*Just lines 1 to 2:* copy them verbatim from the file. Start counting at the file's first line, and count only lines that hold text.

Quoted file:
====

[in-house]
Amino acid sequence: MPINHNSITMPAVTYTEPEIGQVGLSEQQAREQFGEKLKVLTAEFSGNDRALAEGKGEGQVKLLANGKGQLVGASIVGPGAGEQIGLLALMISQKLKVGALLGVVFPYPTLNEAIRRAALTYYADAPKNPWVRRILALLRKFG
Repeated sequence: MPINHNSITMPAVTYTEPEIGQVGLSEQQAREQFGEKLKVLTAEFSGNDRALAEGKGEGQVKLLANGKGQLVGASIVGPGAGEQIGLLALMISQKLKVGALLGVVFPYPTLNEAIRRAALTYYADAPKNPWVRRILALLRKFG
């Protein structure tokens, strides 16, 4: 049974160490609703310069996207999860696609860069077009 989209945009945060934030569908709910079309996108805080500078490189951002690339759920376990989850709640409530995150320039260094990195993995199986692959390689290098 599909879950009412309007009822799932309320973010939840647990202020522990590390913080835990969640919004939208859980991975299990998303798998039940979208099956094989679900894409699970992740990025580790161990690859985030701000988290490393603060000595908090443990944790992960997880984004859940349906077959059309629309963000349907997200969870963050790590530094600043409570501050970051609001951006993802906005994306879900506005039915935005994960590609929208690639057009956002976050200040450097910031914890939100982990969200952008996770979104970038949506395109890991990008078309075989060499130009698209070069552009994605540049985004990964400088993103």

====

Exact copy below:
[in-house]
Amino acid sequence: MPINHNSITMPAVTYTEPEIGQVGLSEQQAREQFGEKLKVLTAEFSGNDRALAEGKGEGQVKLLANGKGQLVGASIVGPGAGEQIGLLALMISQKLKVGALLGVVFPYPTLNEAIRRAALTYYADAPKNPWVRRILALLRKFG